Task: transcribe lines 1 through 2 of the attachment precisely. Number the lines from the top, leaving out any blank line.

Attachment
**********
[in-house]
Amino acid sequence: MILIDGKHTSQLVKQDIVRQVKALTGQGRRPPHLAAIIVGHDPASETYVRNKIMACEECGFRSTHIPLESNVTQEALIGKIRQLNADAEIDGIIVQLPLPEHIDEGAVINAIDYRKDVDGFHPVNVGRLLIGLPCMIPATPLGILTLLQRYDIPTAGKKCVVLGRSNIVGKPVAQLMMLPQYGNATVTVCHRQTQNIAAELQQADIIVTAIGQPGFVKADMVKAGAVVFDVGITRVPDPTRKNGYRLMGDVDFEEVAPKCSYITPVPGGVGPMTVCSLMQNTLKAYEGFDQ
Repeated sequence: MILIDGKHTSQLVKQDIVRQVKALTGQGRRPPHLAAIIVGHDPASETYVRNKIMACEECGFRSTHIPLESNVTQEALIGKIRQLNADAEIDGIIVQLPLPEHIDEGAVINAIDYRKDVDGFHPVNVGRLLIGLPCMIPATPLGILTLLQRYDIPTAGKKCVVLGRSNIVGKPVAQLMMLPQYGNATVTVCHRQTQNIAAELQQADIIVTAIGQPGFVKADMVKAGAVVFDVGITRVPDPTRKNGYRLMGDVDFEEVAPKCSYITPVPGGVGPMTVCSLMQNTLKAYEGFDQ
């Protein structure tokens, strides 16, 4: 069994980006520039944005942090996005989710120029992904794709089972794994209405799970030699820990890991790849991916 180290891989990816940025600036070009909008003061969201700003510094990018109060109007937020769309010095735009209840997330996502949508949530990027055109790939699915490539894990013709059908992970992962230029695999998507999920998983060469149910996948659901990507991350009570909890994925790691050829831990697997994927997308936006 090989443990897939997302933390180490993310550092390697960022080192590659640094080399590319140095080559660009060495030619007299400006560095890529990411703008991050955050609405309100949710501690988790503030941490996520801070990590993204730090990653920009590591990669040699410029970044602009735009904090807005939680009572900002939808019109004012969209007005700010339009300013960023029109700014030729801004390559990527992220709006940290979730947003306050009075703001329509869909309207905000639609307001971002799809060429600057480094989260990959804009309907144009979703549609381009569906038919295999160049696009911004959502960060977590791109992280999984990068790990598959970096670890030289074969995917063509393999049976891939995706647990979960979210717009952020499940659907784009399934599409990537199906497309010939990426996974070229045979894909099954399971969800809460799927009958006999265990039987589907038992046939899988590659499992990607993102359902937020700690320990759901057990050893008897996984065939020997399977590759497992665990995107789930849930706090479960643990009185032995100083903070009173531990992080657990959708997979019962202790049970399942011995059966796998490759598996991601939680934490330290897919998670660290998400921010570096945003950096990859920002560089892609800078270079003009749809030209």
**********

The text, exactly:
[in-house]
Amino acid sequence: MILIDGKHTSQLVKQDIVRQVKALTGQGRRPPHLAAIIVGHDPASETYVRNKIMACEECGFRSTHIPLESNVTQEALIGKIRQLNADAEIDGIIVQLPLPEHIDEGAVINAIDYRKDVDGFHPVNVGRLLIGLPCMIPATPLGILTLLQRYDIPTAGKKCVVLGRSNIVGKPVAQLMMLPQYGNATVTVCHRQTQNIAAELQQADIIVTAIGQPGFVKADMVKAGAVVFDVGITRVPDPTRKNGYRLMGDVDFEEVAPKCSYITPVPGGVGPMTVCSLMQNTLKAYEGFDQ